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What is the Individuals with Disabilities Education Act (IDEA)?

By Andrew M.I. Lee, JD

At a Glance

  • IDEA is the nation’s special education law.

  • Schools must find and evaluate students thought to have disabilities — at no cost to families.

  • To qualify for IDEA services, a child must have a disability and need special education to make progress in school.

To get special education services for a child, you have to follow a legal process. The most important law for this process is the Individuals with Disabilities Education Act (IDEA). 

IDEA is the nation’s special education law. It gives rights and protections to kids with disabilities. It covers them from birth through high school graduation or age 21 (whichever comes first). Parents and legal guardians also have rights under the law. 

IDEA places two big responsibilities on states and their public schools.

First, school districts must provide a free appropriate public education (FAPE) to kids with disabilities. And these kids must learn side by side with peers as much as possible — something called the least restrictive environment , or LRE.

Schools must find and evaluate students who may have disabilities, at no cost to families. This is known as Child Find . If a child has a qualifying disability, schools must offer special education and related services (like speech therapy and counseling) to meet the child’s unique needs. These are provided through an Individualized Education Program (IEP). The goal is to help students make progress in school.

Second, schools have to give parents a voice in their child’s education. At every point in the process, IDEA gives parents specific rights and protections. These are called procedural safeguards . For example, one safeguard is that a school must get consent from parents before providing services to kids.

The reach of IDEA goes beyond traditional public schools. It includes public magnet and charter schools. The law also provides early intervention services to infants and toddlers up to age 3. Finally, IDEA may impact some students in private schools .

Dive deeper

The history and purpose of IDEA

IDEA was first passed in 1975. At that time, it was called the Education for All Handicapped Children Act.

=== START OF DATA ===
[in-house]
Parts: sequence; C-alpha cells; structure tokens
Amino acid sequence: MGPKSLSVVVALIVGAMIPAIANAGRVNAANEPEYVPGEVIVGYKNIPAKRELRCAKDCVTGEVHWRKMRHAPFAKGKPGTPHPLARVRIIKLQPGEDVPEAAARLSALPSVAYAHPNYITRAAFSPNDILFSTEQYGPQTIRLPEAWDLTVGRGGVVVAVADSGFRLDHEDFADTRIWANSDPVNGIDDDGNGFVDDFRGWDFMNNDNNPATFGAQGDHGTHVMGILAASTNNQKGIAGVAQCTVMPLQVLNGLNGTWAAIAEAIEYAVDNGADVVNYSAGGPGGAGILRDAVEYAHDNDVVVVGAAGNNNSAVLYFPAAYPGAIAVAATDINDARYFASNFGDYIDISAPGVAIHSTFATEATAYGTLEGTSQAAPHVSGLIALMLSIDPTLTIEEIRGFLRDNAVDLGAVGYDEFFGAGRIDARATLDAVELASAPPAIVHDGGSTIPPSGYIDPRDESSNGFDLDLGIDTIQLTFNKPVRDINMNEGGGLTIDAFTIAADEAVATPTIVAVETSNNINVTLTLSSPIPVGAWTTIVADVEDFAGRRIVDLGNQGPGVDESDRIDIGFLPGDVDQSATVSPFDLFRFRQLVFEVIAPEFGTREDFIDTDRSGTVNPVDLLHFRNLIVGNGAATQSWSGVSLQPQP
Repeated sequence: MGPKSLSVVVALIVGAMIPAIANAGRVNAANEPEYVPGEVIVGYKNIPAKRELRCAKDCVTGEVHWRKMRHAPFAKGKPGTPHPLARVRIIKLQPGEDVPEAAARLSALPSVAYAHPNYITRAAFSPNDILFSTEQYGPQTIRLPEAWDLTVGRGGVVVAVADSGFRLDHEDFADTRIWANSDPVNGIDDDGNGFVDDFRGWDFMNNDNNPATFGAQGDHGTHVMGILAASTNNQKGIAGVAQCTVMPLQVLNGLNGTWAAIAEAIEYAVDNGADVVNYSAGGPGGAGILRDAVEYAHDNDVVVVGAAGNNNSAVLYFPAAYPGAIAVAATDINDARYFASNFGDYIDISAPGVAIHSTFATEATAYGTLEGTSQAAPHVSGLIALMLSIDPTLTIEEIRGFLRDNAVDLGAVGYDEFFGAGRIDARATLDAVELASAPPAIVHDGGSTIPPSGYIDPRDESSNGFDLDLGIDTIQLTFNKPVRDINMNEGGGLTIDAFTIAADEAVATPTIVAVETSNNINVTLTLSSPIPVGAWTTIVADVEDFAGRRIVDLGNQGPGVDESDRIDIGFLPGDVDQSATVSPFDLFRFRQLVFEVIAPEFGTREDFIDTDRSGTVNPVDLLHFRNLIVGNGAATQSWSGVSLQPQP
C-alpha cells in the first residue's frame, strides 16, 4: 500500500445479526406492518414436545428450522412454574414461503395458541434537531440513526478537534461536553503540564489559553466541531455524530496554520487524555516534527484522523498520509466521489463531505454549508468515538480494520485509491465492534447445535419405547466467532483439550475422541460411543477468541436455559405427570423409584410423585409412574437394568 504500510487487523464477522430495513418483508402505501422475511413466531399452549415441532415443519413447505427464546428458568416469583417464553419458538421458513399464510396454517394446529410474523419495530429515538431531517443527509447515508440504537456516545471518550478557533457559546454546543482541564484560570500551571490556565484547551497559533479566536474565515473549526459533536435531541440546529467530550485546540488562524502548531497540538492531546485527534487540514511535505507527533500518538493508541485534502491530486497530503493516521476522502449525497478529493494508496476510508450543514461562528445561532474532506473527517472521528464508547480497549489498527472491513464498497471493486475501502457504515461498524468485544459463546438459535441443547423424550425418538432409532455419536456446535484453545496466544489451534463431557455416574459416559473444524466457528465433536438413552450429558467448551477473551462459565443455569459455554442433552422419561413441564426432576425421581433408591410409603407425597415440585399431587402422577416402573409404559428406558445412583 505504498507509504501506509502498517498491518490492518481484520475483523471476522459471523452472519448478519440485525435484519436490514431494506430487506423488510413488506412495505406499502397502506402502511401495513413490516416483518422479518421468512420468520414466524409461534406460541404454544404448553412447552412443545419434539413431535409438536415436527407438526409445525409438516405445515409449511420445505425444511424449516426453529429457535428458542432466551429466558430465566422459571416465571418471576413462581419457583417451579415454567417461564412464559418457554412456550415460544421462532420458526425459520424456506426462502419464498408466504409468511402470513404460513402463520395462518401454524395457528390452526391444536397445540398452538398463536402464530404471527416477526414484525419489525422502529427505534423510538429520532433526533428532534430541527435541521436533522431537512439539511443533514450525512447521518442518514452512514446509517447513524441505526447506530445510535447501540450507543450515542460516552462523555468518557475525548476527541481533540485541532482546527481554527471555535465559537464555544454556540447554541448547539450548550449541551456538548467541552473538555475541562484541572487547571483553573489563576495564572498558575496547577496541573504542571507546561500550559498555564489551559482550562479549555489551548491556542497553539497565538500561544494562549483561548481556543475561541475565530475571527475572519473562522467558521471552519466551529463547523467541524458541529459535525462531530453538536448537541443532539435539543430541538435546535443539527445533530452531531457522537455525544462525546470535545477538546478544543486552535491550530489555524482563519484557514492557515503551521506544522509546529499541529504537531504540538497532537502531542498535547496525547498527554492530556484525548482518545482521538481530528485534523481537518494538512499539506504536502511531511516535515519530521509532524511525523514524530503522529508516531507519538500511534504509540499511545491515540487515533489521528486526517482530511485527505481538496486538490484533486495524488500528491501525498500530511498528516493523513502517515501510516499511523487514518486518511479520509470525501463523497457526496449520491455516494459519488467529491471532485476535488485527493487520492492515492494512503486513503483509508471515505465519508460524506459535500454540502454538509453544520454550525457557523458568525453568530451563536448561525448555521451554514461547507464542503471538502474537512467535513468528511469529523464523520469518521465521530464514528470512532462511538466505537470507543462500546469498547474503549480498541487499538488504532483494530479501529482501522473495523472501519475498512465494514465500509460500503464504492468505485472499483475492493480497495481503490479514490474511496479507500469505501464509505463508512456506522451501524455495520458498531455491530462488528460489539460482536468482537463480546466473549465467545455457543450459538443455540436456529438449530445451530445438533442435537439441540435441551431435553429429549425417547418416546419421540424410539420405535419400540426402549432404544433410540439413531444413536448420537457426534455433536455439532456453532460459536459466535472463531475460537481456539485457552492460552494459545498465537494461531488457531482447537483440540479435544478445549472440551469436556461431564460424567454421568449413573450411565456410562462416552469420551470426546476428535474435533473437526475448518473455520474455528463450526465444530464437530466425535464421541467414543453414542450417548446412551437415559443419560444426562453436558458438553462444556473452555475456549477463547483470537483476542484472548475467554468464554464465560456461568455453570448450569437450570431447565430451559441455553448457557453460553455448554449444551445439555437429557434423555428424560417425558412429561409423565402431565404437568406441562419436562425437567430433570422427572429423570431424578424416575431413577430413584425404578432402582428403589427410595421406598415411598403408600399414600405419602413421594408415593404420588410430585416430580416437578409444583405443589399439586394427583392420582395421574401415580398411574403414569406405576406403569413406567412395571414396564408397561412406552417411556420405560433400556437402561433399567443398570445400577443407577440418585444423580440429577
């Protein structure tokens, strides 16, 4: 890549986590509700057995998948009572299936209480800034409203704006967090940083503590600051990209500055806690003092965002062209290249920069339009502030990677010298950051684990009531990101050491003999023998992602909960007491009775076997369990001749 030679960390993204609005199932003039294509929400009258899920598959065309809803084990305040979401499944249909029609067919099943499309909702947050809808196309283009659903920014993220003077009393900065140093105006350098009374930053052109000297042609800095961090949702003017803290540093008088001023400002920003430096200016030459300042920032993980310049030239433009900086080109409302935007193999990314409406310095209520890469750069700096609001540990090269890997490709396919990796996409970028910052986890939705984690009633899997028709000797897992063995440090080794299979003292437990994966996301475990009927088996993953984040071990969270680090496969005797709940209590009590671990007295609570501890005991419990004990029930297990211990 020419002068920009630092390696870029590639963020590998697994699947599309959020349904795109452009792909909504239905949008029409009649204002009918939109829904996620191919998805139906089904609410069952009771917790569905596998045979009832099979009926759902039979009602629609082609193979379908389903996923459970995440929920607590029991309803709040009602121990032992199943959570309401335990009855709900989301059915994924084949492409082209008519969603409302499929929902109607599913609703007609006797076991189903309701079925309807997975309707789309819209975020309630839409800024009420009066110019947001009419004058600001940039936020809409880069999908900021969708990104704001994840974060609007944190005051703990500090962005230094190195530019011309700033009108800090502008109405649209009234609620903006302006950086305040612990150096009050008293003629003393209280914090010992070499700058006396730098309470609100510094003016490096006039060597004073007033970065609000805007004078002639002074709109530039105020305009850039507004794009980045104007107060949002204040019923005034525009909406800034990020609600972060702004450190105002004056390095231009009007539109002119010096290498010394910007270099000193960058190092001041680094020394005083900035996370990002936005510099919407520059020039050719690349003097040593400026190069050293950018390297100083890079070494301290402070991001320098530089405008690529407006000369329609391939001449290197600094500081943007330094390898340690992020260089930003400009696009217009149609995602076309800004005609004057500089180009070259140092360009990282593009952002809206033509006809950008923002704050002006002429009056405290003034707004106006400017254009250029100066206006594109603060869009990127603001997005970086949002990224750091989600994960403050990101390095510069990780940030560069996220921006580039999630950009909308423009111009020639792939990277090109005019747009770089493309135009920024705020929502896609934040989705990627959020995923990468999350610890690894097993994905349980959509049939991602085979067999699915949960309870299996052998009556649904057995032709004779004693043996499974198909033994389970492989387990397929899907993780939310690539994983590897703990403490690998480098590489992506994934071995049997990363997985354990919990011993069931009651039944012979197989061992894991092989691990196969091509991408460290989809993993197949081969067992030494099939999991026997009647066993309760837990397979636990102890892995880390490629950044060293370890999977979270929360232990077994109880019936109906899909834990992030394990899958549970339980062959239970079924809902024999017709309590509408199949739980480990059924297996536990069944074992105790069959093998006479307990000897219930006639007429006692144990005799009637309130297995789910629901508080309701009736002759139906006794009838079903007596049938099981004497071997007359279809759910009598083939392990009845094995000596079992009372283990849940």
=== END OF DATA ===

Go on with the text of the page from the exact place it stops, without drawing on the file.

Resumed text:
Before IDEA, it was common for states to place kids with disabilities in separate schools. Or in separate classrooms away from their peers. Their education was often poor and underfunded. Academic expectations were low. Kids with learning and thinking differences typically didn’t get the help they needed to thrive in school.

Congress passed IDEA to change this. Around the same time, other laws also passed to improve lives of people with disabilities. In 1973, Congress passed Section 504 of the Rehabilitation Act , which barred disability discrimination in programs that get federal funding. Then in 1990, Congress passed the Americans with Disabilities Act , or the ADA, to bar discrimination in other areas of society.

Over the years, Congress has updated these laws several times. IDEA’s last update was in 2004.

See a chart that compares IDEA, Section 504, and the ADA .

Who is eligible for services under IDEA

Not every child is eligible for special education under IDEA, and having a diagnosis doesn’t guarantee eligibility. To qualify, kids must have a disability that falls under one of the 13 categories IDEA covers. They are:

  1. Autism

  2. Deaf-blindness

  3. Deafness

  4. Emotional disturbance

  5. Hearing impairment

  6. Intellectual disability

  7. Multiple disabilities

  8. Orthopedic impairment

  9. Other health impairment (includes ADHD)

  10. Specific learning disability (includes dyslexia, dyscalculia, dysgraphia, and other learning differences)

  11. Speech or language impairment

  12. Traumatic brain injury

  13. Visual impairment, including blindness

However, having one of these disabilities doesn’t automatically qualify a child under IDEA. To be eligible, a student must:

  • Have a disability and, as a result of that disability…

  • Need special education to make progress in school

For example, if a student has ADHD and is doing well in school, the student might not be covered by IDEA. Sometimes schools and parents disagree over whether a child is covered. When that happens, IDEA provides options for resolving the dispute .

In 2018–2019, around 7.1 million students ages 3 to 21 received special education services under IDEA. That’s 14 percent of all public school students. The most common way students qualify is with a specific learning disability. (Source:  National Center for Education Statistics)

Learn more about the 13 categories IDEA covers .

How to get services under IDEA

An evaluation gets the ball rolling under IDEA. Parents can request an evaluation at any time. And if the school thinks a child might have a disability, it must conduct an evaluation.

The evaluation not only determines if a student has a disability. It also sheds light on what services and support that student might need.

After the evaluation, the school will hold an eligibility meeting to decide if the child qualifies for special education. If the answer is yes, a school team will work with parents to develop an IEP . This legal document spells out the child’s education goals, as well as the services and support the school will provide.

If a child is denied services, there are steps parents can take .

Learn about myths surrounding IDEA and special education .

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